As many executives already recognise, knowing that production efficiency and capacity problems exist is one thing; however, effecting real and lasting change through a continuous improvement (CI) initiative is another, says Ian Huntly, CEO of Rifle-Shot Performance Holdings.
Often the challenge lies in determining the root cause and the full extent of operational problems, making it difficult to determine where and how to begin the CI programmeme.
But increasingly, manufacturers are discovering a surprisingly effective framework from which to tackle the CI challenge: the “six big losses”. Developed in the 1970s by the Japan Institute of Plant Maintenance (JIPM), this framework enables companies to examine their efficiency problem with an unprecedented level of granularity.
It also provides the necessary structure for tackling the problems, improving efficiency and capacity, reducing manufacturing costs and improving profitability.
When it comes to downtime, it is not enough to simply recognise that it is a problem. It is critical to also understand the causes for that loss. Furthermore, to drive change, it’s important to breakup downtime into its constituent parts. Besides reason codes, decision makers need to know if the downtime was caused by general wear and tear, operator error or maintenance technician delay, for instance.
They also need to know how long the downtime lasted and how long it took for the operator to respond, for maintenance personnel to identify the problem, and for the operator to get the line up and running again.
It is also important that the right people are empowered to make the data actionable. For instance the operator may be the person reporting the observed fault or symptom, but it’s the technician who can actually report the root cause. Both are needed to close the gap. And in most cases, the operator and the technicians are the only individuals who can provide the key information needed to address root causes.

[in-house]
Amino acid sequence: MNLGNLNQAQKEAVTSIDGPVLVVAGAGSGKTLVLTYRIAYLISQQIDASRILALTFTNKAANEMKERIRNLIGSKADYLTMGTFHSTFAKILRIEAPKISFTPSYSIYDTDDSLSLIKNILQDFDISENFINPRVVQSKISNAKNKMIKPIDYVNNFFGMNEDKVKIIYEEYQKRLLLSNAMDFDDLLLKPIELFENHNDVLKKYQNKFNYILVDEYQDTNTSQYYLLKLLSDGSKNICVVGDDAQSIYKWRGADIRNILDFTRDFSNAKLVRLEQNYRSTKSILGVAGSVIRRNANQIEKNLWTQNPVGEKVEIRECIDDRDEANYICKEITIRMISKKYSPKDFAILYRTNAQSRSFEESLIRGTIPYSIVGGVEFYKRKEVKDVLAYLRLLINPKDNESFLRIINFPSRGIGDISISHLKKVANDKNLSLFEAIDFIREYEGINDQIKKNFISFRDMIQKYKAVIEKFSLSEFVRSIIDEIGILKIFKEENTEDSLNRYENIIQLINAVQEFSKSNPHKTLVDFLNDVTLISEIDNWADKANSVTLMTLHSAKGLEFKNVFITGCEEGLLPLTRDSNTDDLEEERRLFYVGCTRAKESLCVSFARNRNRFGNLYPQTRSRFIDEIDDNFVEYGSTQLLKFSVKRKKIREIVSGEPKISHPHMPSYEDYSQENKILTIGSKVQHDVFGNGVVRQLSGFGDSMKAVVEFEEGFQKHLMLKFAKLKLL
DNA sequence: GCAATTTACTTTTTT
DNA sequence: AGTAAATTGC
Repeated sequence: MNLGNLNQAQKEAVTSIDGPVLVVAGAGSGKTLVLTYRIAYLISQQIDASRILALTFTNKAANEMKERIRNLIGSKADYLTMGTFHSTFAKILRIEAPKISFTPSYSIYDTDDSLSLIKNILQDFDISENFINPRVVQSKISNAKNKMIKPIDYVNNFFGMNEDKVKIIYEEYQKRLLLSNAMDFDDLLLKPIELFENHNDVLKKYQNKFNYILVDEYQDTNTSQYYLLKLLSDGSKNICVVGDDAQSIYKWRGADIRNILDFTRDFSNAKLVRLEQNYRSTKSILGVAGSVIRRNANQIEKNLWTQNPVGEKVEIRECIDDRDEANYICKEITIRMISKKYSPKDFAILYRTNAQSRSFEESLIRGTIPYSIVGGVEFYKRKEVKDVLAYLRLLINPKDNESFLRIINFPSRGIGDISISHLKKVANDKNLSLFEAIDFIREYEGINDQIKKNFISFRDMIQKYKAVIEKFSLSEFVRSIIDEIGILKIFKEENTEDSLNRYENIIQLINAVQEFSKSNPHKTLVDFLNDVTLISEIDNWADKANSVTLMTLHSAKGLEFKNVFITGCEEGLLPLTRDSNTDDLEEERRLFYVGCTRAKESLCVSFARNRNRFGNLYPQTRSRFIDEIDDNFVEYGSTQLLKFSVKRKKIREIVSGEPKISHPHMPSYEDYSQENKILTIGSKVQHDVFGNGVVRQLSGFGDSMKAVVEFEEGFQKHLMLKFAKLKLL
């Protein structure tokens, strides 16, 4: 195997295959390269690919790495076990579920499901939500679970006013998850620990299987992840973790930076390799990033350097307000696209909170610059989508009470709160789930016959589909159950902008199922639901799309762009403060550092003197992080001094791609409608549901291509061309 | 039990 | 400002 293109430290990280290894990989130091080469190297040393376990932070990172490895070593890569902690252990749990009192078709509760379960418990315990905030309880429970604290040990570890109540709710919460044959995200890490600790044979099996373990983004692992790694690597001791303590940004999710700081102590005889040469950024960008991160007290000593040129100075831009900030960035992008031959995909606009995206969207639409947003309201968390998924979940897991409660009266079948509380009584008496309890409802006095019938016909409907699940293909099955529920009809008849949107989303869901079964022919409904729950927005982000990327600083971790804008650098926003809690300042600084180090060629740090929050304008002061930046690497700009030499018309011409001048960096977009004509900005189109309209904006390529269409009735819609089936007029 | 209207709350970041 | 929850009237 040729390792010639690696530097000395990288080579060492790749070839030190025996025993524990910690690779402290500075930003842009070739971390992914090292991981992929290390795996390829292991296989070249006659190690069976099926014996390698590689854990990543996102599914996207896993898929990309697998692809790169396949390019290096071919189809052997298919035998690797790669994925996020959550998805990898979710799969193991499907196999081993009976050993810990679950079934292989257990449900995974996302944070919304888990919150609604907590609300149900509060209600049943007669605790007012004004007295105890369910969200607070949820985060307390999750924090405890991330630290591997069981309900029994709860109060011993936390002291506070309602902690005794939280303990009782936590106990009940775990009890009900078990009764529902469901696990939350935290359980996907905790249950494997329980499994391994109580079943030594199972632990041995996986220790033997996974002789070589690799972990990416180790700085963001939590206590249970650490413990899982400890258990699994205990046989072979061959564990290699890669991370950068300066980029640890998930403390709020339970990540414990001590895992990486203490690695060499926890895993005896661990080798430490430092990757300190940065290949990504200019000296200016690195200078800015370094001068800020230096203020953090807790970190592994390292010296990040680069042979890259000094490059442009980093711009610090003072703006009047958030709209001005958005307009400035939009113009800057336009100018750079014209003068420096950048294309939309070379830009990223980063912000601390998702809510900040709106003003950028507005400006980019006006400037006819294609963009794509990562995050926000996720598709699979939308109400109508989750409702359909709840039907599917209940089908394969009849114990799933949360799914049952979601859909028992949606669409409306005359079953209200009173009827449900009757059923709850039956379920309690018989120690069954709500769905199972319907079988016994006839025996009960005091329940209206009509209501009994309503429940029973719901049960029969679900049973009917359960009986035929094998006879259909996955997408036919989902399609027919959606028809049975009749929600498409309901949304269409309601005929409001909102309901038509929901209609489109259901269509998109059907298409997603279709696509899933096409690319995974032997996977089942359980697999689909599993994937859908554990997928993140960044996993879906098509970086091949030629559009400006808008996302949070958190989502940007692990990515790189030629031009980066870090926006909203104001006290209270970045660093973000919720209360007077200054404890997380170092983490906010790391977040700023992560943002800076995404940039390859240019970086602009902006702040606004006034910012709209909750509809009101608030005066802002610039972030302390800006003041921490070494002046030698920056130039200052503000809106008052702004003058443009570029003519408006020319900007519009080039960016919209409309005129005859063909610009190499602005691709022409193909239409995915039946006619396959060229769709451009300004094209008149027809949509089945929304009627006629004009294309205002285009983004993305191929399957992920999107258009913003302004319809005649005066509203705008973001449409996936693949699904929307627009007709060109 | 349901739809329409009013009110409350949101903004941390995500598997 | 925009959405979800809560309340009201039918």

Finally, the data collected must be 100% accurate and that’s where paper-based systems often fail. Trying to capture data manually requires someone to pick up a log at the end of the shift and report all the rate downtime they experienced during their shift. But in a fast-paced production environment, this is a futile task.
The chances of someone remembering every detail about the last eight hours are slim, which means that only a fraction of the data will ever be captured.
Setups and changeovers
An operator with no changeover target and no real-time visibility into how he or she is performing against that target, cannot be expected to work toward minimising changeover time. But in an environment in which equipment operators, supervisors and plant managers have full transparency into actual changeover times against targets, the dynamic is very different.
When provided with an allowance detailing how long each changeover should take, a video clip or diagram that explains how to complete the changeover, and an end-of-shift report that provides detailed feedback on actual changeover performance against the target, operators tend to change their behaviour.
Greater clarity into root causes can also lead to significant performance improvements. The ability to analyse changeovers by crew, shift or product and to easily determine when and where performance spikes are occurring allows managers to identify potential training issues.
Idling and minor stops
This category often represents a tremendous area for performance improvement. Idling and minor stoppages typically lead to other costly problems, in addition to lost time. In fact, even the smallest stoppage can kill the entire flow of a line in many production environments.
Fortunately, this is also one of the easiest areas to improve when the proper technology and feedback systems are in place. And in most cases, taking corrective action involves simple, painless changes in working practices rather than major capital investments.